The town of Peñiscola, in the north of Valencia, has a privileged location on the Spanish Mediterranean. The territory is given over in equal parts to the forest and warm-weather Mediterranean crops, including the emblematic oranges, olives and almonds. Inside the city, you can find all that you need, great beaches, good restaurants, culture, monuments and if you are a GOT fan you can even do the tour.
Book on the RH Portocristo & Wellness
3 DAYS IN PEÑISCOLA
To get to Peñiscola you can take the train from Valencia or Barcelona, but the station is Benicarló, then you need to take another bus to get there or a taxi. Another way is a bus, company like Alsa or Flixbus.
The old town—crowned by a 14th-century castle-fortress that was once the home of Pope Benedict XIII—stands on an imposing rock that rises 64m above the azure seas. It is connected to the mainland by a thin sandbar that waves used to wash over during storms, turning the town into an ephemeral island.
Peñíscola Castle is a fortress that occupies the highest part of the rocky outcrop on which the ancient city of Peñíscola is built. The Artillery Park is a military area with batteries, tunnels, and ramps that connect with the maritime zone on the perimeter of the site. The gardens that surround them were created in the 20th century. In the lower area, you can visit the fortifications built in the time of Philip II, in the last quarter of the 16th century, in order to modernize the defenses of the medieval castle and combat the attacks of pirates and the Turkish Navy, who posed a great threat on the Levante coast at the time. The upper area of fortifications and gardens connects with the medieval castle and with the lighthouse enclosure. (visiting hour 9:30H TO 21:30H)
Before entering the Artillery Park you can visit the lighthouse enclosure located next to the castle and above the steepest part of the cliff. The lighthouse building was built at the end of the 19th century and was inhabited by the lighthouse keeper until 2013. In a few months’ time it will be converted into a reception centre for the castle’s visitors.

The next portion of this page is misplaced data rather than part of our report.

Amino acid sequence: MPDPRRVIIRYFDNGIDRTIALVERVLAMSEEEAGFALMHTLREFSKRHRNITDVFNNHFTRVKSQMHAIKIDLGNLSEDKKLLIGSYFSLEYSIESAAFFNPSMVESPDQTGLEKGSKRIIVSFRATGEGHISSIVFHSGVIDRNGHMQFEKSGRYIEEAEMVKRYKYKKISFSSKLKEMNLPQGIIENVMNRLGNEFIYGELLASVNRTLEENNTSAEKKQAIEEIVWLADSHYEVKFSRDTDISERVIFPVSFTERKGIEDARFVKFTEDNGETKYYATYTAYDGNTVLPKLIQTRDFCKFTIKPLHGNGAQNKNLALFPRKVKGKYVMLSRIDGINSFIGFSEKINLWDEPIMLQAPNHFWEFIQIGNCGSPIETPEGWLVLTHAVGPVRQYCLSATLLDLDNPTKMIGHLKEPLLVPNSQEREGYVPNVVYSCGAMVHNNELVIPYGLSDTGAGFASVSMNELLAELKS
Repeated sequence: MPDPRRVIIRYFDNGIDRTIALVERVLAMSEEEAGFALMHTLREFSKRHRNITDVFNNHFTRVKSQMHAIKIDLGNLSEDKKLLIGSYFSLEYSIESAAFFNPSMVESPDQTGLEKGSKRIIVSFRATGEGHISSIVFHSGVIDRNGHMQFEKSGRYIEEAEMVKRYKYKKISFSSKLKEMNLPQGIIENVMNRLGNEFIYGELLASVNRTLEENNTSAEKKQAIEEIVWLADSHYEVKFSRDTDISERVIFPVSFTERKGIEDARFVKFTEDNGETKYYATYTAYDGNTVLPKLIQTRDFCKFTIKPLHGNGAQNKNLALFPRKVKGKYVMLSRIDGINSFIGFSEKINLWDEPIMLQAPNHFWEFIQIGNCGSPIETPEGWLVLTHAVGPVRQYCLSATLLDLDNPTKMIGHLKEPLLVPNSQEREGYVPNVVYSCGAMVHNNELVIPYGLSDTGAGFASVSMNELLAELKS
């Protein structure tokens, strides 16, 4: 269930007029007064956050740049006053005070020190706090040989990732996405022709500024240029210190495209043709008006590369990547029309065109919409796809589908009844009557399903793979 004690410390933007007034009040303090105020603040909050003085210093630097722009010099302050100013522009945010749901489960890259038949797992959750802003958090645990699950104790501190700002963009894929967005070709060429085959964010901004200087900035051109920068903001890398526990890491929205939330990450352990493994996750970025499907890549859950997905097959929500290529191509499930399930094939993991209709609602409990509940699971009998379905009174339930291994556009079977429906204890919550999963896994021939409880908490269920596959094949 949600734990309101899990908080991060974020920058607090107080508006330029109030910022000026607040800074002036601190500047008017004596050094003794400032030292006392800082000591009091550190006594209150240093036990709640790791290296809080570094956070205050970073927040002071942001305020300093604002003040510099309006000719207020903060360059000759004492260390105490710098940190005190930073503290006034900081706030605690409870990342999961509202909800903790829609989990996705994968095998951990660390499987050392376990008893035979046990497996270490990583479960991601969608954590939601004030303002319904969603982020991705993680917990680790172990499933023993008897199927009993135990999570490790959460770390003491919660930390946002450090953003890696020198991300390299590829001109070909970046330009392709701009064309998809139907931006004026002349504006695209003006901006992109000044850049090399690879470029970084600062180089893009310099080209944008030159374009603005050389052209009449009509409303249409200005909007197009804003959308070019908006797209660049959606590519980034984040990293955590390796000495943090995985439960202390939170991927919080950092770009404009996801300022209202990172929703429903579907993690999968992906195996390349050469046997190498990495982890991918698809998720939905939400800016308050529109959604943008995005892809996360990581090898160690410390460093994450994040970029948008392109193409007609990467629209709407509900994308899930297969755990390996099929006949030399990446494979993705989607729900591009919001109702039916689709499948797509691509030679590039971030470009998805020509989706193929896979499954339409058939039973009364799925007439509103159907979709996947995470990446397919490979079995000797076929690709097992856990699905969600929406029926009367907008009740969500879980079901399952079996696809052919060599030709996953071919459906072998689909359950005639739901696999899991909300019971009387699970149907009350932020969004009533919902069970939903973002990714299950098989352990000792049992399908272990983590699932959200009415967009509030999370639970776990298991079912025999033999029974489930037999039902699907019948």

The municipality measures some 79km2, 17km of which stretch along the coast. Contrasting with the old town are the modern streets and avenues of the tourist area. In summer and autumn, warm waters bathe the extensive, fine sandy beaches to the north of the citadel and the pretty coves flanked by steep cliffs to the south.
- Basseta beach: The waters of this small cove are characterised by the rocky shore and the vegetation that surrounds the beach. It’s always a pleasure to visit here at dusk, when the sun is setting and you’re afforded fantastic views with the castle in the background. 1,200m in length, this shingle beach covers some 14,400m2.
- Torrenova beach: Possibly one of the most difficult beaches to access, although the peace and tranquillity that reign on the shoreline make it a highly recommended stop to enjoy a day outdoors. The beach is 250m long and covers 3,750m2, with shingles. Services offered at this cove are signage, policing and cleaning.
- North beach: A large, attractive beach in a spectacular setting, with the Papa Luna Castle as its backdrop. 5km of fine sand. Certified with a Blue flag, “Q” flag from the Institute for Spanish Tourism Quality, the “green” AENOR flag and the “Qualitur” flag of the Valencia Tourism Agency
- South beach: Known for the fine sands that cover its 300m in length and 35m in width. Surveillance and lifeguards on site. The on-site Benicarló-Peñíscola Nautical Station offer the chance to practice sailing, diving, windsurfing or canoeing.